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Assessment of differences in HLA-A, -B, and -DRB1 allele mismatches among African-American and non-African-American recipients of deceased kidney transplants

Kamoun M, Israni AK, Joffe MM, Hoy T, Kearns J, Mange KC, Feldman D, Goodman N, Rosas SE, Abrams JD, Brayman KL, Feldman HI. Assessment of differences in HLA-A, -B, and -DRB1 allele mismatches among African-American and non-African-American recipients of deceased kidney transplants. Transplantation proceedings. 2007 Jan 1; 39(1):55-63.

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Abstract:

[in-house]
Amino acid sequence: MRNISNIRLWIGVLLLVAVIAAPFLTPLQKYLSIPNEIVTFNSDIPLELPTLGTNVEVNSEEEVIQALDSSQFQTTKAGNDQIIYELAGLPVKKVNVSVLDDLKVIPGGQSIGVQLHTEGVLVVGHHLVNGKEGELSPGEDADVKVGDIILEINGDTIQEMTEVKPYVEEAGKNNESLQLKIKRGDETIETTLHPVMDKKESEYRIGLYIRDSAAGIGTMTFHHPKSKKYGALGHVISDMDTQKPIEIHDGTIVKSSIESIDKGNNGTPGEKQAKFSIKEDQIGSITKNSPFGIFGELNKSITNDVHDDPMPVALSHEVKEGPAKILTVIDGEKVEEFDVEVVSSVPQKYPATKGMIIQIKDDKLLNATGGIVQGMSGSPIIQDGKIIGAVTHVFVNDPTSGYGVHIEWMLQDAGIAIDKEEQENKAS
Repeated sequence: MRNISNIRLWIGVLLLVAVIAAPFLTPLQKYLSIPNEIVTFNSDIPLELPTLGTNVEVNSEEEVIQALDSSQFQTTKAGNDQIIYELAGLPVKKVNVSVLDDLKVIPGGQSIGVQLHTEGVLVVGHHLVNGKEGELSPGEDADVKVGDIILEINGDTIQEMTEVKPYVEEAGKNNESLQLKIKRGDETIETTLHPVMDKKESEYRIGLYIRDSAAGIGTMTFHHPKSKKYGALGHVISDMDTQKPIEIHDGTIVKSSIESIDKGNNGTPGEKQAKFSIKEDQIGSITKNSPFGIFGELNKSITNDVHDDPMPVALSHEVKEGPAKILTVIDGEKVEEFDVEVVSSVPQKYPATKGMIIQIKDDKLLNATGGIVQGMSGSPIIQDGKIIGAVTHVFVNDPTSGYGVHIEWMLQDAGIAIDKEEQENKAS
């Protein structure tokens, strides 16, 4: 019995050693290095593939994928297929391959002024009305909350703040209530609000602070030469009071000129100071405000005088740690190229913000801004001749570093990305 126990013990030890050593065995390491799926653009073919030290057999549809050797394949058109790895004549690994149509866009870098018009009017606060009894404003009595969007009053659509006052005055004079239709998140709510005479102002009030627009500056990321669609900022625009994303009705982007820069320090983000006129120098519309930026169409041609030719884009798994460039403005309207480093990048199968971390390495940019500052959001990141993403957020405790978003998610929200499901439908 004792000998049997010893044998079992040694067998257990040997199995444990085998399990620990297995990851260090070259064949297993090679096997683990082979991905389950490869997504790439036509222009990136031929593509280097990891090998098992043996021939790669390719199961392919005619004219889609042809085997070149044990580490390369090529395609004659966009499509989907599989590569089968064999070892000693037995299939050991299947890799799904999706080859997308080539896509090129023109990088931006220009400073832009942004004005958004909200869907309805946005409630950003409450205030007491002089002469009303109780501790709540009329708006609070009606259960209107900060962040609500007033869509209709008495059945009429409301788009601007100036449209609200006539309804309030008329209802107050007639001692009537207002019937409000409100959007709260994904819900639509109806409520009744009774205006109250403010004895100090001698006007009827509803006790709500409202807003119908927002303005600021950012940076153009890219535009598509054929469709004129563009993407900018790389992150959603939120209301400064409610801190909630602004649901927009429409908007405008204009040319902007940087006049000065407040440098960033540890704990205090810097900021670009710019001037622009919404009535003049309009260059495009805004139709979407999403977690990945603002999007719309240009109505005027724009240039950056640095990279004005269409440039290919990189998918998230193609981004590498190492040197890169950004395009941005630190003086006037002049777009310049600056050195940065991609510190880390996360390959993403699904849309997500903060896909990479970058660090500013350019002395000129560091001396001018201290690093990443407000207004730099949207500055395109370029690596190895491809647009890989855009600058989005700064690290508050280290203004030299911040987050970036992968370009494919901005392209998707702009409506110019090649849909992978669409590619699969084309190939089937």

Among recipients of deceased donor kidney transplants, African-Americans experience a more rapid rate of kidney allograft loss than non-African-Americans. The purpose of this study was to characterize and quantify the HLA-A, -B, and -DRB1 allele mismatches and amino acid substitutions at antigen recognition sites among African-American and non-African-American recipients of deceased donor kidney transplants matched at the antigen level. In recipients with zero HLA antigen mismatches, the degree of one or two HLA allele mismatches for both racial groups combined was 47%, 29%, and 11% at HLA-DRB1, HLA-B, and HLA-A, respectively. There was a greater number of allele mismatches in African-Americans than non-African-Americans at HLA-A (P < .0001), -B (P = .096), and -DRB1 loci (P < .0001). For both racial groups, the HLA allele mismatches were predominantly at A2 for HLA-A; B35 and B44 for HLA-B; but multiple specificities for HLA-DRB1. The observed amino acid mismatches were concentrated at a few functional positions in the antigen binding site of HLA-A and -B and -DRB1 molecules. Future studies are ongoing to assess the impact of these HLA mismatches on kidney allograft loss.





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